As always, recording and presentations are available on the Moodle Munch website.
Attended this ALSIG webinar on ‘Transforming a website of resources to a learning suite (lessons learned!)’, a case study from Ian Miller on converting a website which had become home to a collection of static learning resources into an online learning platform using Canvas and a number of open source and freemium online learning tools, many of which are shown in the screenshot above.
iSpring is a package I’ve never used but know well as a colleague was an advocate for it. Swivl Cloud was new to me, a video hosting service similar to Panopto, as was Jitsi Meet, a Teams / Zoom alternative. Nearpod, Google Slides and Proctorio are all known quantities.
This project was for a non-profit organisation called IACLE, the International Association of Contact Lens Educators, and one of the hard lessons learned was on how Canvas counts active students which forms the basis of their pricing. Other challenges included how to convert large, static PowerPoints into interactive learning objects (a pain I suspect we all know), and sourcing high quality, free to use tools to complement Canvas, though Ian reflected on the joy and satisfaction of being given a very free hand in this project.
The webinar recording is available now on YouTube.
Yeaaahhh… Not my management inspiration, I promise!
… same as the old boss!
I’m pleased to be able to officially announce that following a successful little shuffle and a re-grading, as of January 1st I am now the new Learning Design Manager in CELT.
This is very good, I am very happy. I’ve been at the top of my grade for a couple of years now, but I like CELT, I’m surrounded by a great team, and the new gaffer has been working out very well, so this is going to keep me settled at Sunderland for the foreseeable future.
Not a lot is going to change for me as a result. Back in 2014 (yikes) I was originally hired to be a team supervisor, but over the years I’ve ended up with more and more line and project management responsibilities, so this is a recognition of the situation as is more than anything else. And while I may have been a little reluctant to go down the more ‘management’ route of my career as I think I’ve written about before, it is logical, and I will still get carry on with teaching on the PG Cert, and with having a degree of freedom to do my own engagement work with external communities of practice.
Learning activities aligned to ABC learning design framework
First talk of today’s Moodle Munch was on the ABC framework for Learning Design and how it has helped academics at DCU improve their Moodle modules, transforming them from content repositories (the age old problem) to rich, interactive sites with multiple different activities for students to engage with. The screenshot I’ve captured above shows some of the different activities in Moodle aligned with categories in ABC.
There was a nice quip from someone saying “other learning deign frameworks are available!” which is very true. In CELT we used to use the ABC model until switching to UDL a few years ago. They are all good. Much overlap. All lead to improved experiences for students which is what it’s all about.
The second presentation was from Roger Emery at Solent University who talked about the comprehensive electronic marking and assessment system they have developed in-house. This started life as a project to have grades entered in the VLE automatically sent through to the student information system, Quercus in this case, and has expanded to a deep integration with all assignments created in Moodle automatically from data held in the SIS. This has led to a massive reduction in administrative workload, but does come at the expense of what some would argue is a loss of autonomy for academics.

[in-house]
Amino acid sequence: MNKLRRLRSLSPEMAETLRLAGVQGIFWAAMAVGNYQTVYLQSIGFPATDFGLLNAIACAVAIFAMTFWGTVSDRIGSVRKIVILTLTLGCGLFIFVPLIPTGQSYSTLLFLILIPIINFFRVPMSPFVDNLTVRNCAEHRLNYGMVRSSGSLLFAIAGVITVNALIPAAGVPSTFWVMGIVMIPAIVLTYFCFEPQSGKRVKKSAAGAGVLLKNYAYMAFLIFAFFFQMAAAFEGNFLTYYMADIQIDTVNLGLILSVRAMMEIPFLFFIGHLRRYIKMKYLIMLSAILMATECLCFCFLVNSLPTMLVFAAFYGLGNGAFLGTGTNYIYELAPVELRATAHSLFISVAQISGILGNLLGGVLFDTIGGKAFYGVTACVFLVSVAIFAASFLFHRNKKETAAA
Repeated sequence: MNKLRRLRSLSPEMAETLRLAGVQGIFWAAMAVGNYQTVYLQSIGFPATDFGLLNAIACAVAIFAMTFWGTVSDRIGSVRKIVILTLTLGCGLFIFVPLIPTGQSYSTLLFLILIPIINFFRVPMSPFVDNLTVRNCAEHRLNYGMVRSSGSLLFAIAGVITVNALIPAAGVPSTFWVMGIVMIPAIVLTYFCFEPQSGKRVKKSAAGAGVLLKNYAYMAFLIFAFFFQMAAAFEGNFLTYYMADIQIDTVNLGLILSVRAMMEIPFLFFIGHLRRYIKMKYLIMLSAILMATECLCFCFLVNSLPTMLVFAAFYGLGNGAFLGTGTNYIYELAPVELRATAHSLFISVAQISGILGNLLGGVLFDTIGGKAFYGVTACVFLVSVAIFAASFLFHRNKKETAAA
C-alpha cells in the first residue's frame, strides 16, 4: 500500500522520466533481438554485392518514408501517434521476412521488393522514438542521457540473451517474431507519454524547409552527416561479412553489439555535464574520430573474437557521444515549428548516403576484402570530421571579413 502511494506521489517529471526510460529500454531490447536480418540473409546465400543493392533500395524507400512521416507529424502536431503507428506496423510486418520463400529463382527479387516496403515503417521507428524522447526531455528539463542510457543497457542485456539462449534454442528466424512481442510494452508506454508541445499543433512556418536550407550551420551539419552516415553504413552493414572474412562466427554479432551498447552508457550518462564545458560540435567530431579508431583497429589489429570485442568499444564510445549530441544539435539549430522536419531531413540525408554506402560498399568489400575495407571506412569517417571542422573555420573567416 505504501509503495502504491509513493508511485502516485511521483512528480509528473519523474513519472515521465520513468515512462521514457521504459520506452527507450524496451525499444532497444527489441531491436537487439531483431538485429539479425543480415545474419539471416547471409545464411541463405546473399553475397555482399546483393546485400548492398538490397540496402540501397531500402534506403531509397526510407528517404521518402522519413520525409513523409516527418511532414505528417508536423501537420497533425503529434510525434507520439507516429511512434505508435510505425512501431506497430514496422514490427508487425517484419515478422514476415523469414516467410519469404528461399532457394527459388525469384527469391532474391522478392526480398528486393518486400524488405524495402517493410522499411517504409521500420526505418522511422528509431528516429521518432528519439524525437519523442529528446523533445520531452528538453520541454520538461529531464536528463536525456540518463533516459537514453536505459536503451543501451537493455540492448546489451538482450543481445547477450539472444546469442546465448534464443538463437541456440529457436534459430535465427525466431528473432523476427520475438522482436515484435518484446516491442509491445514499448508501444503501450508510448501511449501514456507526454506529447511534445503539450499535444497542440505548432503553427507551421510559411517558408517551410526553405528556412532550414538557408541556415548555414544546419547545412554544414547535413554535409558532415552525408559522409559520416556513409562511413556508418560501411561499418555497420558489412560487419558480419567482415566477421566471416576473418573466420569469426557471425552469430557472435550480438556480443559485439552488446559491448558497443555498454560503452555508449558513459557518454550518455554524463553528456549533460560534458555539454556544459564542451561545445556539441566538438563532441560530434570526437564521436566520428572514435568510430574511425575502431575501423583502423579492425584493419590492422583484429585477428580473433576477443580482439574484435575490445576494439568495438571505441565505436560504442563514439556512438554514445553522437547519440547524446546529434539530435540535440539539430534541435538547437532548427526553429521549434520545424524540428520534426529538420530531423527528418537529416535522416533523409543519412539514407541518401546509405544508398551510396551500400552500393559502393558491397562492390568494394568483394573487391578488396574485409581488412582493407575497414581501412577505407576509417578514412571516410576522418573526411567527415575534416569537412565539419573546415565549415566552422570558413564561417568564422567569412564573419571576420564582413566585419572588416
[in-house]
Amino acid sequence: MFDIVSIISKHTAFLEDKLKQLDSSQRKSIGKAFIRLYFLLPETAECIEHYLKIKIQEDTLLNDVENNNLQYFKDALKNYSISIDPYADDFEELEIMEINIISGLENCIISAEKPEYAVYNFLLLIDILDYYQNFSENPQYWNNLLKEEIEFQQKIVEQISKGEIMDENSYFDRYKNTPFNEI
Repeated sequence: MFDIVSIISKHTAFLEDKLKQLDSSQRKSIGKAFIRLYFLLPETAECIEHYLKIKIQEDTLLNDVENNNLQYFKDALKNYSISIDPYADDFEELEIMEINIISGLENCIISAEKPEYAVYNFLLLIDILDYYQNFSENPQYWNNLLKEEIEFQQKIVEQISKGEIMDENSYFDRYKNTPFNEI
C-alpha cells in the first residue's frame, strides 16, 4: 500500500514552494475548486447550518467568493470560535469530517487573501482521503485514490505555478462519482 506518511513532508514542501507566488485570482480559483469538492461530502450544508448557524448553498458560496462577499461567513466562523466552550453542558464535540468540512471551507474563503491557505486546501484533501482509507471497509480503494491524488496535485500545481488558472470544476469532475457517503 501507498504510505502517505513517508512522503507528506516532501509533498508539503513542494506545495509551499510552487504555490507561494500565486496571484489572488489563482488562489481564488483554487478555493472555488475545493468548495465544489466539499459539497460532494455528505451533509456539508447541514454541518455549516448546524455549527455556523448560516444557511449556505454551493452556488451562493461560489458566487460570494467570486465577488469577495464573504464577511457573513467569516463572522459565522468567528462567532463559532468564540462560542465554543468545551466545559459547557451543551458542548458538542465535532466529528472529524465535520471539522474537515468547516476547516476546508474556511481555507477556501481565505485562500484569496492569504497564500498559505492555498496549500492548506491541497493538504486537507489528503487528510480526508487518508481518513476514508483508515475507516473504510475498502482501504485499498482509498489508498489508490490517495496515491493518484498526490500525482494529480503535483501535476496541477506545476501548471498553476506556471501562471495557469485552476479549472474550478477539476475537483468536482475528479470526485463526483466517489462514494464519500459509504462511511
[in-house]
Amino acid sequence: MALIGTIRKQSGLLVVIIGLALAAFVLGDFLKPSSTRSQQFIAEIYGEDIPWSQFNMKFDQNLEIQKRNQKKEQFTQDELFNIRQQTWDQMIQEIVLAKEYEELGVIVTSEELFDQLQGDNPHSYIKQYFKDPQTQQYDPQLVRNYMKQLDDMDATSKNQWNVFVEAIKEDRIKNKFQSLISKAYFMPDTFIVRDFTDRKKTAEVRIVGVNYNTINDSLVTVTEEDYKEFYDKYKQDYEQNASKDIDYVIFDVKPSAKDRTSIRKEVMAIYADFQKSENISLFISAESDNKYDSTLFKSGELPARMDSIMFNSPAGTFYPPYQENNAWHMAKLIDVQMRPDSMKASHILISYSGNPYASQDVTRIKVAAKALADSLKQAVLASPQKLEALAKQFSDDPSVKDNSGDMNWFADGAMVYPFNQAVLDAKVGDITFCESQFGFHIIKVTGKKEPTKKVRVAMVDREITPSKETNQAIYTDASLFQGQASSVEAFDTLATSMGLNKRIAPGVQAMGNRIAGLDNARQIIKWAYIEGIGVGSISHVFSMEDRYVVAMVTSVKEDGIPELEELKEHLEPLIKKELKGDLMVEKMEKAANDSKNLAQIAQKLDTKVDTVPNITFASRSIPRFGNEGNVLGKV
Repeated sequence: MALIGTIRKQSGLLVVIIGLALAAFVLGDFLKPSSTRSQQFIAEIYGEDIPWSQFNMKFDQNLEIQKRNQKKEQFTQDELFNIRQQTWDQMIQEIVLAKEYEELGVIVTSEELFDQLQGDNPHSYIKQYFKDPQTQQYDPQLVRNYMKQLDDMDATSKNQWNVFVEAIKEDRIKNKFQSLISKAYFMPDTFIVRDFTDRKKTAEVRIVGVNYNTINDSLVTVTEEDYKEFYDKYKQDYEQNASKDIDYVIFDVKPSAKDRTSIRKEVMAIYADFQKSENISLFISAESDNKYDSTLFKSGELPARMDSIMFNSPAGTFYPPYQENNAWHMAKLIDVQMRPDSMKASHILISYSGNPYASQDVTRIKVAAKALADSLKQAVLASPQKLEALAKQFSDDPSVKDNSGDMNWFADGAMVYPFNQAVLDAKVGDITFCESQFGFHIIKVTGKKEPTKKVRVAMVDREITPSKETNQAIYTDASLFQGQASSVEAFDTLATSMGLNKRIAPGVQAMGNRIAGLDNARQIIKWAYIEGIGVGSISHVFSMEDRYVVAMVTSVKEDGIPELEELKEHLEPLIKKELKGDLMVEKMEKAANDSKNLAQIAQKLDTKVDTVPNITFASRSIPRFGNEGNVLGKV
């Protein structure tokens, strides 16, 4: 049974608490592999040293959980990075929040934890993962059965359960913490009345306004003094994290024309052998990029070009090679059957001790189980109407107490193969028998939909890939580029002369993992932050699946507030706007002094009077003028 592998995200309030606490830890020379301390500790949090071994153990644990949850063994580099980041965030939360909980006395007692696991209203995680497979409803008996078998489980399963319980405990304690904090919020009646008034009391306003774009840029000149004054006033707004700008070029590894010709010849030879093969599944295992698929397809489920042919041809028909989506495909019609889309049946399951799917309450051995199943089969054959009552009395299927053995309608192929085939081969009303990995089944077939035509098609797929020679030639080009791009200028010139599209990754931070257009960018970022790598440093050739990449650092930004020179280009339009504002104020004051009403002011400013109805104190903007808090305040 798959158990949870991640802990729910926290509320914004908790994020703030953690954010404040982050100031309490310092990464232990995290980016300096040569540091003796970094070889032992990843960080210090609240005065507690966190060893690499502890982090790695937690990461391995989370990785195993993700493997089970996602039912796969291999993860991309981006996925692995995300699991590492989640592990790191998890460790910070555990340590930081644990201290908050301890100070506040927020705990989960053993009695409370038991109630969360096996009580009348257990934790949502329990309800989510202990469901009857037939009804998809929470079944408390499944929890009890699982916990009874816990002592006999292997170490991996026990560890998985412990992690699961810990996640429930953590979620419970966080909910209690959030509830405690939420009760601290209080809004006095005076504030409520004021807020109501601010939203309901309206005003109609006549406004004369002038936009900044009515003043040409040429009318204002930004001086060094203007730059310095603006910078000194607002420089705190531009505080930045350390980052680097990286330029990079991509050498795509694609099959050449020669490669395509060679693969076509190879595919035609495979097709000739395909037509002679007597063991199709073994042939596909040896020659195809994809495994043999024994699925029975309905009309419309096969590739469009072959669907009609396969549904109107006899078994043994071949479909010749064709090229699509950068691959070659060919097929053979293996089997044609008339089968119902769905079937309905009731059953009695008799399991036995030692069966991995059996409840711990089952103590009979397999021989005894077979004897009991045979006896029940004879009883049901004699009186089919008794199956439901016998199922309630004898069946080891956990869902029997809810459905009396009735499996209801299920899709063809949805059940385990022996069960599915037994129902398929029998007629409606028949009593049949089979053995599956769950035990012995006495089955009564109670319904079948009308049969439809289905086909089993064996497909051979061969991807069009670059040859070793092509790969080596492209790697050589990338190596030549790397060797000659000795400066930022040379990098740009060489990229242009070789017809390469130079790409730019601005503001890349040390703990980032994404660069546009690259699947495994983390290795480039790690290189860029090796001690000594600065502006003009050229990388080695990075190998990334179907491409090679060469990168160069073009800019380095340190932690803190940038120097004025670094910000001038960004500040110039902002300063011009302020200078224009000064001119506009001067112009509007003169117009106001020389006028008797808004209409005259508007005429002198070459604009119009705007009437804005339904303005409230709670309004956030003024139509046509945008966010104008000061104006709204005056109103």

Feeding marks from the VLE to the SIS is indisputably a goal of many universities, and a stated aim of every team I have ever worked with throughout my entire career in higher education. And if it ever happens, I will eat my hat. The limitation at both Sunderland and Northumbria has been the SIS in use, which I won’t name and shame, but as long as it remains, I’m confident in the safety of both my hat and digestive system.
An overview of the various data sources going into DCUs learner analytics system
They’re experimenting with the format a little, as this week saw three 5 minute talks from different departments on the subject of peer assessment. One theme that came out of all the sessions was the need to use anonymised marking for student confidence in the fairness of the process. I was particularly interested in Robert Gillanders experience of using negative marking as a motivator – for every 3% that students deviated from the mean in their peer marking, their own grade was reduced by 1%. I’m very curious about how this worked in practice and how ethical considerations were handled, and Gillanders has published a paper on this which I’m going to have to read.
The second session was on learner analytics from Cormac Quigley who talked about how they have taken data from multiple sources, only one of which was Moodle, and combined in Microsoft Power BI to produce a comprehensive learning analytics system, with the data and reports made available to staff via Teams. However, they also talked about the basic reporting functionality of Moodle, how you can combine grade book functionality with progress bars to create effective results for staff and students.
The full Moodle Munch archive is available online here.